I am a historian of late medieval and early modern Japan with a strong interest in material culture. I am not formally trained as an archaeologist but have always consulted with and read the work of archaeologists in Japan, and in previous projects drew extensively on excavation reports and archaeological materials from cities such as Kyoto, Osaka, and Sakai.

While I wait for my second monograph (on material culture and Tokugawa Ieyasu) to be published, hopefully in 2015, I have been doing preliminary work on my third major research project, a study of daily life in late-medieval Japanese castle towns using both archaeological materials and documentary evidence. My main site is the castle town of Ichijodani, near present-day Fukui City. Ichijodani served as the headquarters of the Asakura family of warriors for five generations, from the late fifteenth to the late sixteenth century. It is unusually well preserved as an archaeological site, having been destroyed by the warlord Oda Nobunaga in 1573 but never resettled as an urban center.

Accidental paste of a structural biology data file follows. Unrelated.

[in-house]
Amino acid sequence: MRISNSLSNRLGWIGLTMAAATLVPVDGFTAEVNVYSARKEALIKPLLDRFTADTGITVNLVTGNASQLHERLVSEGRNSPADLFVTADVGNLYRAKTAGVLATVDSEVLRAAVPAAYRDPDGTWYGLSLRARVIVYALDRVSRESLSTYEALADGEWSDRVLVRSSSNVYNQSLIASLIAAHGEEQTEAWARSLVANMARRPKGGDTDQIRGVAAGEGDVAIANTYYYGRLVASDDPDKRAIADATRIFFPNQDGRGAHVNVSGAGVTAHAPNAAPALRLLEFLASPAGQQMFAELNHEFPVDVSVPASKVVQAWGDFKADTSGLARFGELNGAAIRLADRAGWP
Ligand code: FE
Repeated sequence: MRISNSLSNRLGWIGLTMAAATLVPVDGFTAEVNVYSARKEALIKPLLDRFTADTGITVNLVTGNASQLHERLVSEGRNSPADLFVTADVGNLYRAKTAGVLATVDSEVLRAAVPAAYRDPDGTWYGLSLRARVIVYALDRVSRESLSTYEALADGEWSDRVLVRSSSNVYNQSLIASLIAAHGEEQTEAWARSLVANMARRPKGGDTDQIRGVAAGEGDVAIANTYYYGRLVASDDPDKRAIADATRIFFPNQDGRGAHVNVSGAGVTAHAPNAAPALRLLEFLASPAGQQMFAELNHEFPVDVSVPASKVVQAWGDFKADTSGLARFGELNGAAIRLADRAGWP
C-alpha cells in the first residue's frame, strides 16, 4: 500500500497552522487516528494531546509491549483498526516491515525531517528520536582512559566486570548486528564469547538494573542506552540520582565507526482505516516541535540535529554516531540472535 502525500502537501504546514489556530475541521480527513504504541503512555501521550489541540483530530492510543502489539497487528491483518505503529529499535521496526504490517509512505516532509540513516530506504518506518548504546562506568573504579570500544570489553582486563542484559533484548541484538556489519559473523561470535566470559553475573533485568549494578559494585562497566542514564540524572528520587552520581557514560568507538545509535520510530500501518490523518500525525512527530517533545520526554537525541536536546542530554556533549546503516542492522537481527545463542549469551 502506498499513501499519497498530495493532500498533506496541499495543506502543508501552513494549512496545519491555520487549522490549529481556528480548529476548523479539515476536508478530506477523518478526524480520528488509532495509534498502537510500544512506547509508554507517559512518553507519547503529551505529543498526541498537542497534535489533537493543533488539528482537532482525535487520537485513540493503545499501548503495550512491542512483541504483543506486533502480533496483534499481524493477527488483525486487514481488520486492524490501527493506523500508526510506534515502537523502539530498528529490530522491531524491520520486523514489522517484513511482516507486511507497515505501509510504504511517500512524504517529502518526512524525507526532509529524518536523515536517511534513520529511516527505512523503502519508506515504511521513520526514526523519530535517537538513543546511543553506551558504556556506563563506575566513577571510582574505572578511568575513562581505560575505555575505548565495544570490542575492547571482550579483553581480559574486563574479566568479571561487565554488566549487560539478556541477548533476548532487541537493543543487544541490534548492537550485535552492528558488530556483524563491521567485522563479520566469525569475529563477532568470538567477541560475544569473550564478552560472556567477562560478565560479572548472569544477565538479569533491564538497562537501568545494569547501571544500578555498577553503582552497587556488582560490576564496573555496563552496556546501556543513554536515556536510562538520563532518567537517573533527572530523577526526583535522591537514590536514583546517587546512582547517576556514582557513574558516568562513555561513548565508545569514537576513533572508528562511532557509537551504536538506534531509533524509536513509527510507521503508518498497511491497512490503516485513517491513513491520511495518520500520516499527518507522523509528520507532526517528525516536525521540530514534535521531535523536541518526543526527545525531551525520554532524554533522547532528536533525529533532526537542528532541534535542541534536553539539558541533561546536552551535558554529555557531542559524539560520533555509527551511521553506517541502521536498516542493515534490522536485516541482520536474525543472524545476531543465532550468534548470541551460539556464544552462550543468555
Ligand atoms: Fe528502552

Today Ichijodani is a sleepy agricultural community that is home to a marvelous reconstruction of a portion of the town (see below), a fine museum just outside of the valley, and well-preserved ruins of various sorts.

ichijodani.jpg